Accidentally tilling hoses that were left snaking around instead of being promptly put away has turned into a not absolutely rare occurrence, and a time-waster (untangling and splicing takes more than a minute). Just put away that 300′ of hose plus 500′ of soaker hose when you’re done! ;)
Spot irrigation with hoses on two acres is a bit tedious, but like everything else, you do get used to it, it’s part of the routine, and it gets the job done, which is satisfying in the end…
That’s the state of the watering art around here as we head into a new season, and I’m promising myself advances on the drip side of things. Of course, it could happen to rain all the time, about an inch (2.5cm) once a week would be fine, and then hoses would largely vanish from the garden landscape. That’s not at all that likely (and when it’s a really rainy year, you wish for hot, sunny hose weather), but…YOU NEVER KNOW!
Although there’s still plenty of moisture in the ground from recent rains, there’s no harm in supplying a little more to take advantage of the relative abundance of heat and sunshine that we’re getting, even as the days get shorter. After a couple of near-zero nights last weekend, it’s all spring and summer conditions now, and forecast for the next week at least: warm, sunny days and oddly warm nights. More freak weather: it’s conceivable that the first killing frost, averagely due tomorrow, doesn’t show up for…another month! Weird…
It’s supposed to rain tomorrow… I’m as skeptical as ever, still, as illogical as it is, you figure it’s gotta rain EVENTUALLY, so the longer it’s been, the more accurate the latest “60% chance of showers” forecast must be. Until then, we continue the piecemeal irrigation effort, with a combination of sprinklers and soaker hoses. The pond level is noticeably down, but bottom still isn’t in sight…and it’s gotta rain soon, right!?! :) Here, the latest beds of mesclun and spinach get their daily sprinkle. You can see by the fine mist in the air how easily much of the water can be lost to even a slight breeze, and to evaporation under a hot sun. Still, soaker hoses are only practical for larger standing crops, and pretty near useless for keeping newly seeded beds moist. From the pond pump, we get enough pressure to run four or five sprinklers and have 500′ of soaker hose set up, which means two or three of 40 sections can be covered at once. It takes a couple of hours to put down maybe 3/4-1″ of water. And the majority of days, we have to do early morning and evening sprinklers only, because of wind in the day. So, lots of moving hoses around… Next year, I’ve gotta figure out a drip irrigation solution…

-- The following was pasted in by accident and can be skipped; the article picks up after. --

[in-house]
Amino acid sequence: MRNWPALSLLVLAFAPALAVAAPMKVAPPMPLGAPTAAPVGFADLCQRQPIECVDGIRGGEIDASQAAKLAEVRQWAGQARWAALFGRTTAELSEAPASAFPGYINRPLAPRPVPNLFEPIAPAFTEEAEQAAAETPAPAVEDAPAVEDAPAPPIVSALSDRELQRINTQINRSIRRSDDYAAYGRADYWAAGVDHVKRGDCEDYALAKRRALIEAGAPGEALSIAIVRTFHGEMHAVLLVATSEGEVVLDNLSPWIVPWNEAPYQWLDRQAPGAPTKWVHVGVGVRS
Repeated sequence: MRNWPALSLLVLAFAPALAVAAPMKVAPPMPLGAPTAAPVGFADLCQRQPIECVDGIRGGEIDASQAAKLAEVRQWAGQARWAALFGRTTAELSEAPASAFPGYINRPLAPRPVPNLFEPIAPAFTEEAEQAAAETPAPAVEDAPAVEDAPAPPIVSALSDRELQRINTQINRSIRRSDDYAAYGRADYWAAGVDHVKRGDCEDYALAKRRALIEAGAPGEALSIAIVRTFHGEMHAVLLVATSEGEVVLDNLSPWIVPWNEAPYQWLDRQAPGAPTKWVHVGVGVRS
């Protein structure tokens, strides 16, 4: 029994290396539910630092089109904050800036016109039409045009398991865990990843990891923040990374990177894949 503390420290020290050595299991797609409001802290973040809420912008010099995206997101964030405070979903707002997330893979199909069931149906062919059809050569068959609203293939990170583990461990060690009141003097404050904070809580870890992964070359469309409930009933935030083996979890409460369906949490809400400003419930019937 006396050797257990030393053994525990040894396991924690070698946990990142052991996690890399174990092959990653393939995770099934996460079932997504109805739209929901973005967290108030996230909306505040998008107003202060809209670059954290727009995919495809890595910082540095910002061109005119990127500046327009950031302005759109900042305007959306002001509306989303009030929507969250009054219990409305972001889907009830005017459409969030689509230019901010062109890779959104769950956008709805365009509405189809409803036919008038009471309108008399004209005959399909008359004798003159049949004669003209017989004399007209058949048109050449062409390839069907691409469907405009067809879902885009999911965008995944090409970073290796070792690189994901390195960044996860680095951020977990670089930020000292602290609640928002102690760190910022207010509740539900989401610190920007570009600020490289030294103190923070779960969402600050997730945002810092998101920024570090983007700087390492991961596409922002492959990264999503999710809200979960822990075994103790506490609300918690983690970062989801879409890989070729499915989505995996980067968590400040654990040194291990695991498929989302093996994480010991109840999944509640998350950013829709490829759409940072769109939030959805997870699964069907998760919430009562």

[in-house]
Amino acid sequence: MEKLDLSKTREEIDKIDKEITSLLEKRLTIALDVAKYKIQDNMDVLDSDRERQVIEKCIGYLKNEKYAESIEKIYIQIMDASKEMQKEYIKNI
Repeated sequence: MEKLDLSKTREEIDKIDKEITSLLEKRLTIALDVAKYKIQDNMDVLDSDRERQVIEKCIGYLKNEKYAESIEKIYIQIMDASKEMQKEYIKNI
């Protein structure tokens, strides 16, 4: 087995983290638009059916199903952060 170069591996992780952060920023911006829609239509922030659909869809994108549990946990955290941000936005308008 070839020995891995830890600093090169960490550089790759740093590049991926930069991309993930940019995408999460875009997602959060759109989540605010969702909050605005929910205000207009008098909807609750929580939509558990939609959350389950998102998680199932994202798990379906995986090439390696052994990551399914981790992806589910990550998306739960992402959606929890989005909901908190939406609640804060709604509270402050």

We’ve been watering heavily (well, as heavily as our gear allows) for what seems like weeks. Rain has been teasing us, 5mm a few days ago after an impressive, all-day cloud build-up; last night, 2mm following a brilliant extended lightning show and promising bit of a shower that soon faded away. It’s terrible. Conall has been honing his newly acquired hose rigging and sprinkler positioning skills. For heavier watering, the set-up begins at the pond and continues along a 1″ pipe (a little small, but it’s what I have from Year 1, intended for the much lower capacity barn well) that runs the length of the field. Water arrives through a series of shutoff Y-valves and from the valve of the moment snakes through up to 500′ of 5/8″ garden hose. (Fluid dynamics is something I should apparently be studying, to get a grip on the water-reducing effects of our often convoluted hose, valve and quick coupler combinations.) The hose leads to sprinklers (never too efficient, and quite a waste with anything above a hint of a breeze) and soaker hoses (MUCH better, but a pain to run up and down beds and then move again). The pump can deliver only so much, so it’s a multi-day rotation of gear to get around the entire field. The golden upside: WATER to the crops!! It’s amazing how much energy half an hour of heavy rain can save…!